The Welsh actor was awarded the Order of the British Empire at the 2009 New Years Awards for his contribution to drama.
Sheen shared the news that he returned the award during an interview with journalist Owen Jones, stating that he did so because he did not want to be a “hypocrite.”
The 51-year-old said the decision was triggered by his extensive research into Welsh history, a “crash course” he took after being asked to attend the annual Raymond William Memorial Lecture of Learning and Work in November Institutes to speak 2017.
“I learned a lot about Welsh history while researching this talk […] and when I finished writing this talk on this laptop I’m talking to you about, ”he said. “I remember sitting there and saying,” Well, I have a choice: either I don’t give this talk and hold on to my OBE, or I give this talk and I have to return my OBE. “
Sheen added that he would have realized that he would have been a “hypocrite” if he had kept the award and still delivered the talk on “the nature and history of the relationship between Wales and the British state”.
An increasing focus on the history of racism and its legacy of the British Empire, including the price’s association with the country’s imperial past, has led to a review of the Queen’s honors.
The Underworld star made it clear that he had “not meant disrespect by return” and stated that he “did not want to cause great fuss about it”.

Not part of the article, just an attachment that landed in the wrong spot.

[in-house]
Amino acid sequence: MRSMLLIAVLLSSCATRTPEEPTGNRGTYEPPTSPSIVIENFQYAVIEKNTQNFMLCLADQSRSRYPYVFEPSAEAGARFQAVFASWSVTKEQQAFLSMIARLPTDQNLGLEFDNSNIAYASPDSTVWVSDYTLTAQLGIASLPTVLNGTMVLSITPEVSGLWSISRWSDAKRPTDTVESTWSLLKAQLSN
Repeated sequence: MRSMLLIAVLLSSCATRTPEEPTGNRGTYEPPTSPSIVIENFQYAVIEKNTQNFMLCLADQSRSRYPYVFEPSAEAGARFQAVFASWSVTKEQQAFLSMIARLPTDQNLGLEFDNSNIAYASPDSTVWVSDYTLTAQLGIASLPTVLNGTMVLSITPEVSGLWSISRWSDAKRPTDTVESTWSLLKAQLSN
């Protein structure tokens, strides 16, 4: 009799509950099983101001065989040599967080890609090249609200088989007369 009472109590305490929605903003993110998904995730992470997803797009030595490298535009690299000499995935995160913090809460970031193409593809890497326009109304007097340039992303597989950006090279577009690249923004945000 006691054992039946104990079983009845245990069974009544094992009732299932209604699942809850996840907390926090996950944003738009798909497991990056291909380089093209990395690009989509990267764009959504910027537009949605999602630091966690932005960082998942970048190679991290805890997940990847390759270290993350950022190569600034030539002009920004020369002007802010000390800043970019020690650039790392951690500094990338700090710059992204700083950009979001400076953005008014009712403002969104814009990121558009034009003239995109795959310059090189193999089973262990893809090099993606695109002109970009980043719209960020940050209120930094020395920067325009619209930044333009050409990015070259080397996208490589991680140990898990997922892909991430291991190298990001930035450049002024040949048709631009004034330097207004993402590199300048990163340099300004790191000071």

“I was really feeling incredibly honored to receive it and it meant a lot to me and my family,” Sheen added. The actor went on to recognize that the award “helped in many ways”, particularly in the “non-acting stuff” area.
When asked why it took three years for news of his decision to break out, the award-winning Bafta actor revealed he didn’t want to go to the trouble of spreading it.
Sheen noted, however, that he always planned to be “transparent” if anyone ever asked him what no one had until Jones.
The actor also spoke about the recent debate over the name of the Second Severn Crossing motorway bridge between England and Wales.
The bridge was renamed Prince of Wales Bridge in April 2018. A petition against the renaming received more than 30,000 signatures.
“These things [names] Have power, ”Sheen said. “The idea that the Prince of Wales is an Englishman and the story of it… why Edward made his son Prince of Wales because it was part of containing the Welsh uprising.
“These are things that happened so long ago, but these things are resonant.”
Sheen isn’t the first person to return or reject a queen’s honor. Howard Gayle, the first black Liverpool Football Club player to campaign for the anti-racism organization Show Racism the Red Card, turned down an MBE in 2016.
In a Facebook post, Gayle wrote that he had turned down the award “because my ancestors would give up their graves after empire and colonialism enslaved them”.
Earlier this year, Sheen starred as the game show host Chris Tarrant on ITVs quiz, a series based on the Who Wants To Be A Millionaire? Scandal in which Major Charles Ingram and his wife Diana pocketed the £ 1 million cash prize in 2001.
His comedy Staged returns to BBC One next month.